Role of the Nervous System
None of the body systems is capable of functioning alone. All are interdependent and work together as one unit to maintain normal conditions, termed homeostasis. The nervous system serves as the chief coordinating agency for all systems. Conditions both within and outside the body are constantly changing. The nervous system must detect and respond to these changes (known as stimuli) so that the body can adapt itself to new conditions. The nervous system has been compared with a telephone exchange, in that the brain and the spinal cord act as switching centers and the nerves act as cables for carrying messages to and from these centers. Although all parts of the nervous system work in coordination, portions may be grouped together on the basis of either structure or function.
Figure 5-1 Anatomic divisions of the nervous system.
The anatomic, or structural, divisions of the nervous system are as follows (Fig. 5-1):
* The central nervous system (CNS) includes the brain and spinal cord.
* The peripheral nervous system (PNS) is made up of all the nerves outside the CNS. It includes all the cranial nerves that carry impulses to and from the brain and all the spinal nerves that carry messages to and from the spinal cord. The CNS and PNS together include all of the nervous tissue in the body.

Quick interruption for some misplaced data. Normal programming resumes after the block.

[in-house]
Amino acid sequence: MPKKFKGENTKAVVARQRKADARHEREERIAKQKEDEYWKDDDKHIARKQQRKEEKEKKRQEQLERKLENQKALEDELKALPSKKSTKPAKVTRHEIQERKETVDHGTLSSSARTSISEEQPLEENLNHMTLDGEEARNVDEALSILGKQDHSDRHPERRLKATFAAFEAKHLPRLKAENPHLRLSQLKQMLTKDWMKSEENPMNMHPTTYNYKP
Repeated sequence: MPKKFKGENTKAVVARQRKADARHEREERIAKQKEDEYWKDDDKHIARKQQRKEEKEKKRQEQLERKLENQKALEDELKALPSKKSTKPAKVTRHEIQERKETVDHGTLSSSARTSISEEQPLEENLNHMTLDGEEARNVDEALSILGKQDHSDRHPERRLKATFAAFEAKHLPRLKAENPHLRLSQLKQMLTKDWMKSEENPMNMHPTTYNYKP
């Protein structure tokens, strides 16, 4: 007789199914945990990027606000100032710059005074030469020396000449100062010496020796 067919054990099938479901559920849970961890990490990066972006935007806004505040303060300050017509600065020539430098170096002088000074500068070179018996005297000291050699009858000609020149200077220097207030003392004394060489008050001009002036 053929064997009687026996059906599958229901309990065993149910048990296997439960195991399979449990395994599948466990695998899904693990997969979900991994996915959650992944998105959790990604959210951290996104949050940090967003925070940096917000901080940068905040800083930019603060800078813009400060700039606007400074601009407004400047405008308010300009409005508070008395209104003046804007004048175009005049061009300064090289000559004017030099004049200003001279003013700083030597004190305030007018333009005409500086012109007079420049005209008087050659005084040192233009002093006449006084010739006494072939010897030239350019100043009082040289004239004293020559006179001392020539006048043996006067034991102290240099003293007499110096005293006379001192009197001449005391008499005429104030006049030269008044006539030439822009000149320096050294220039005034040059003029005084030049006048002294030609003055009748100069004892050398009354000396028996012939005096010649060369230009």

Table 5 Functional Divisions of the Nervous System
Functionally, the nervous system is divided according to whether control is voluntary or involuntary and according to what type of tissue is stimulated (Table 5). Any tissue or organ that carries out a command from the nervous system is called an effector, all of which are muscles or glands. The somatic nervous system is controlled voluntarily (by conscious will), and all its effectors are skeletal muscles (described here). The involuntary division of the nervous system is called the autonomic nervous system (ANS), making reference to its automatic activity. It is also called the visceral nervous system because it controls smooth muscle, cardiac muscle, and glands, much of which make up the soft body organs, the viscera. The ANS is further subdivided into a sympathetic nervous system and a parasympathetic nervous system based on organization and how each affects specific organs. Although these divisions are helpful for study purposes, the lines that divide the nervous system according to function are not as distinct as those that classify the system structurally. For example, the diaphragm, a skeletal muscle, typically functions in breathing without conscious thought. In addition, we have certain rapid reflex responses involving skeletal muscles- drawing the hand away from a hot stove, for example-that do not involve the brain. In contrast, people can be trained to consciously control involuntary functions, such as blood pressure, heart rate, and breathing rate, by techniques known as biofeedback.